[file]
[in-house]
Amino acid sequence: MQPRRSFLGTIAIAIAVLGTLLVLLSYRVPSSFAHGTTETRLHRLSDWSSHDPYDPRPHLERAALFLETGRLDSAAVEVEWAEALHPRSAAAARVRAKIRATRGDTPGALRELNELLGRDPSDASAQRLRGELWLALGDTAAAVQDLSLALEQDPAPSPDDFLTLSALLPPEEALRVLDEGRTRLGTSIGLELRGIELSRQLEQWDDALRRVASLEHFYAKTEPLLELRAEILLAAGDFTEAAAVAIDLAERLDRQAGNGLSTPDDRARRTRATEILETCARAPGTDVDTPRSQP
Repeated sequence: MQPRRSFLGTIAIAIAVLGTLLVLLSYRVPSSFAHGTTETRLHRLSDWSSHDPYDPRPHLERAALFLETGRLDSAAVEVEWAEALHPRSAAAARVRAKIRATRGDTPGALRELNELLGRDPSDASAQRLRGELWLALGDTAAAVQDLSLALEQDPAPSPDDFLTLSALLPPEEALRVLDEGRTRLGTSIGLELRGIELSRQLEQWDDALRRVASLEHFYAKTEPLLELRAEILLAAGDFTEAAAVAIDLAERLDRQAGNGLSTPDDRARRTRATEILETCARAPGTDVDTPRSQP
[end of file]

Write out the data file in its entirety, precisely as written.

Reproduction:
[in-house]
Amino acid sequence: MQPRRSFLGTIAIAIAVLGTLLVLLSYRVPSSFAHGTTETRLHRLSDWSSHDPYDPRPHLERAALFLETGRLDSAAVEVEWAEALHPRSAAAARVRAKIRATRGDTPGALRELNELLGRDPSDASAQRLRGELWLALGDTAAAVQDLSLALEQDPAPSPDDFLTLSALLPPEEALRVLDEGRTRLGTSIGLELRGIELSRQLEQWDDALRRVASLEHFYAKTEPLLELRAEILLAAGDFTEAAAVAIDLAERLDRQAGNGLSTPDDRARRTRATEILETCARAPGTDVDTPRSQP
Repeated sequence: MQPRRSFLGTIAIAIAVLGTLLVLLSYRVPSSFAHGTTETRLHRLSDWSSHDPYDPRPHLERAALFLETGRLDSAAVEVEWAEALHPRSAAAARVRAKIRATRGDTPGALRELNELLGRDPSDASAQRLRGELWLALGDTAAAVQDLSLALEQDPAPSPDDFLTLSALLPPEEALRVLDEGRTRLGTSIGLELRGIELSRQLEQWDDALRRVASLEHFYAKTEPLLELRAEILLAAGDFTEAAAVAIDLAERLDRQAGNGLSTPDDRARRTRATEILETCARAPGTDVDTPRSQP